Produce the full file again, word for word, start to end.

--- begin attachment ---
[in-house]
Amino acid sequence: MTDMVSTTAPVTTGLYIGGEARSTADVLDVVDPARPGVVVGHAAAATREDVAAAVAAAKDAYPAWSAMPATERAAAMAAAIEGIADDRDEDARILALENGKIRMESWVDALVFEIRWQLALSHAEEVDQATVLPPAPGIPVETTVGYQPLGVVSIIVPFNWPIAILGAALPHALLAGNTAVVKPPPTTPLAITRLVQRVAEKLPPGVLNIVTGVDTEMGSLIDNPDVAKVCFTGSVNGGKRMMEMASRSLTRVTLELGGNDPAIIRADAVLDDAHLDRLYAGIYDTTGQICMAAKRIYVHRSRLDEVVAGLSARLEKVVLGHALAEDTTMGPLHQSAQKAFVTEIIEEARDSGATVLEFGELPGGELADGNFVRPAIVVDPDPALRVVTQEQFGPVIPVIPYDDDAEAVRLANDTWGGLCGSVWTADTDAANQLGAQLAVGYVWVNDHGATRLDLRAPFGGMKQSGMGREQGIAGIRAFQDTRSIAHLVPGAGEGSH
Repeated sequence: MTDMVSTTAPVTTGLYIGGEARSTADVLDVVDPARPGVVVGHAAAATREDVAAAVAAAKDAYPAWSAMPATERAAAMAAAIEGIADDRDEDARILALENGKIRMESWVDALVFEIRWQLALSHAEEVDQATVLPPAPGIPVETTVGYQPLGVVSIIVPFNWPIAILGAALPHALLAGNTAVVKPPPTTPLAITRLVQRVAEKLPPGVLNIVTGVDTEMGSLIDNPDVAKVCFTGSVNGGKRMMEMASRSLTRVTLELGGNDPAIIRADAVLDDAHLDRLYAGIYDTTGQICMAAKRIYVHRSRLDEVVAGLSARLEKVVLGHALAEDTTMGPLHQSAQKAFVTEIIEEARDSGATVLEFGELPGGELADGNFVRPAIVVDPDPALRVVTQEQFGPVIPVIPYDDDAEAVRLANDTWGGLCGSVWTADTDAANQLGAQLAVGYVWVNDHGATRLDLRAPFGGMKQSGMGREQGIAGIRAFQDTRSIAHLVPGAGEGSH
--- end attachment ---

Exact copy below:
[in-house]
Amino acid sequence: MTDMVSTTAPVTTGLYIGGEARSTADVLDVVDPARPGVVVGHAAAATREDVAAAVAAAKDAYPAWSAMPATERAAAMAAAIEGIADDRDEDARILALENGKIRMESWVDALVFEIRWQLALSHAEEVDQATVLPPAPGIPVETTVGYQPLGVVSIIVPFNWPIAILGAALPHALLAGNTAVVKPPPTTPLAITRLVQRVAEKLPPGVLNIVTGVDTEMGSLIDNPDVAKVCFTGSVNGGKRMMEMASRSLTRVTLELGGNDPAIIRADAVLDDAHLDRLYAGIYDTTGQICMAAKRIYVHRSRLDEVVAGLSARLEKVVLGHALAEDTTMGPLHQSAQKAFVTEIIEEARDSGATVLEFGELPGGELADGNFVRPAIVVDPDPALRVVTQEQFGPVIPVIPYDDDAEAVRLANDTWGGLCGSVWTADTDAANQLGAQLAVGYVWVNDHGATRLDLRAPFGGMKQSGMGREQGIAGIRAFQDTRSIAHLVPGAGEGSH
Repeated sequence: MTDMVSTTAPVTTGLYIGGEARSTADVLDVVDPARPGVVVGHAAAATREDVAAAVAAAKDAYPAWSAMPATERAAAMAAAIEGIADDRDEDARILALENGKIRMESWVDALVFEIRWQLALSHAEEVDQATVLPPAPGIPVETTVGYQPLGVVSIIVPFNWPIAILGAALPHALLAGNTAVVKPPPTTPLAITRLVQRVAEKLPPGVLNIVTGVDTEMGSLIDNPDVAKVCFTGSVNGGKRMMEMASRSLTRVTLELGGNDPAIIRADAVLDDAHLDRLYAGIYDTTGQICMAAKRIYVHRSRLDEVVAGLSARLEKVVLGHALAEDTTMGPLHQSAQKAFVTEIIEEARDSGATVLEFGELPGGELADGNFVRPAIVVDPDPALRVVTQEQFGPVIPVIPYDDDAEAVRLANDTWGGLCGSVWTADTDAANQLGAQLAVGYVWVNDHGATRLDLRAPFGGMKQSGMGREQGIAGIRAFQDTRSIAHLVPGAGEGSH